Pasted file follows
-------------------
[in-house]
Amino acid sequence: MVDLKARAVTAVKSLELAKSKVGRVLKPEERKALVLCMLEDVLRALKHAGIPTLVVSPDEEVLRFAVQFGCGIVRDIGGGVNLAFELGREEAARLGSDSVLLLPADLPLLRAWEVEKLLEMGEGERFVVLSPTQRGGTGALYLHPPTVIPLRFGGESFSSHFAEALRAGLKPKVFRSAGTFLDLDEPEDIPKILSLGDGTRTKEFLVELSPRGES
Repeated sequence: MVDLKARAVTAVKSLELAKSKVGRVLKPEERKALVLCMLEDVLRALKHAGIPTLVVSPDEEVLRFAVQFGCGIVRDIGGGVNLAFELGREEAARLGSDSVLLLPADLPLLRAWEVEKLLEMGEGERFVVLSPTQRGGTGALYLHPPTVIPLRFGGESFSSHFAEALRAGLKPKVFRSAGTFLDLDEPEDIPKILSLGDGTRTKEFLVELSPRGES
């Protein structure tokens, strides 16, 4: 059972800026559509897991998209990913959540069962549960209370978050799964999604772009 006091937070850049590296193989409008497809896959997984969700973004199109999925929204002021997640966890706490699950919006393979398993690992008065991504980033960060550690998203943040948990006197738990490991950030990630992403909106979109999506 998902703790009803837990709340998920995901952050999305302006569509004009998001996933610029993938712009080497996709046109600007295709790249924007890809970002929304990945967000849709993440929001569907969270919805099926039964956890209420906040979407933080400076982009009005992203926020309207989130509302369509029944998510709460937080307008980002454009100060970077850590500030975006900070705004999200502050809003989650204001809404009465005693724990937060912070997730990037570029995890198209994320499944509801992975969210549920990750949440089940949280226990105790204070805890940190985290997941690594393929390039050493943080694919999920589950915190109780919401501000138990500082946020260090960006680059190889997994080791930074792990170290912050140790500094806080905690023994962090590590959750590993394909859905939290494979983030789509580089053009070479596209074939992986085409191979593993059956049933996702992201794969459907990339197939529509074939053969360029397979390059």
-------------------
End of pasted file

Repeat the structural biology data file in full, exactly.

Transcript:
[in-house]
Amino acid sequence: MVDLKARAVTAVKSLELAKSKVGRVLKPEERKALVLCMLEDVLRALKHAGIPTLVVSPDEEVLRFAVQFGCGIVRDIGGGVNLAFELGREEAARLGSDSVLLLPADLPLLRAWEVEKLLEMGEGERFVVLSPTQRGGTGALYLHPPTVIPLRFGGESFSSHFAEALRAGLKPKVFRSAGTFLDLDEPEDIPKILSLGDGTRTKEFLVELSPRGES
Repeated sequence: MVDLKARAVTAVKSLELAKSKVGRVLKPEERKALVLCMLEDVLRALKHAGIPTLVVSPDEEVLRFAVQFGCGIVRDIGGGVNLAFELGREEAARLGSDSVLLLPADLPLLRAWEVEKLLEMGEGERFVVLSPTQRGGTGALYLHPPTVIPLRFGGESFSSHFAEALRAGLKPKVFRSAGTFLDLDEPEDIPKILSLGDGTRTKEFLVELSPRGES
């Protein structure tokens, strides 16, 4: 059972800026559509897991998209990913959540069962549960209370978050799964999604772009 006091937070850049590296193989409008497809896959997984969700973004199109999925929204002021997640966890706490699950919006393979398993690992008065991504980033960060550690998203943040948990006197738990490991950030990630992403909106979109999506 998902703790009803837990709340998920995901952050999305302006569509004009998001996933610029993938712009080497996709046109600007295709790249924007890809970002929304990945967000849709993440929001569907969270919805099926039964956890209420906040979407933080400076982009009005992203926020309207989130509302369509029944998510709460937080307008980002454009100060970077850590500030975006900070705004999200502050809003989650204001809404009465005693724990937060912070997730990037570029995890198209994320499944509801992975969210549920990750949440089940949280226990105790204070805890940190985290997941690594393929390039050493943080694919999920589950915190109780919401501000138990500082946020260090960006680059190889997994080791930074792990170290912050140790500094806080905690023994962090590590959750590993394909859905939290494979983030789509580089053009070479596209074939992986085409191979593993059956049933996702992201794969459907990339197939529509074939053969360029397979390059």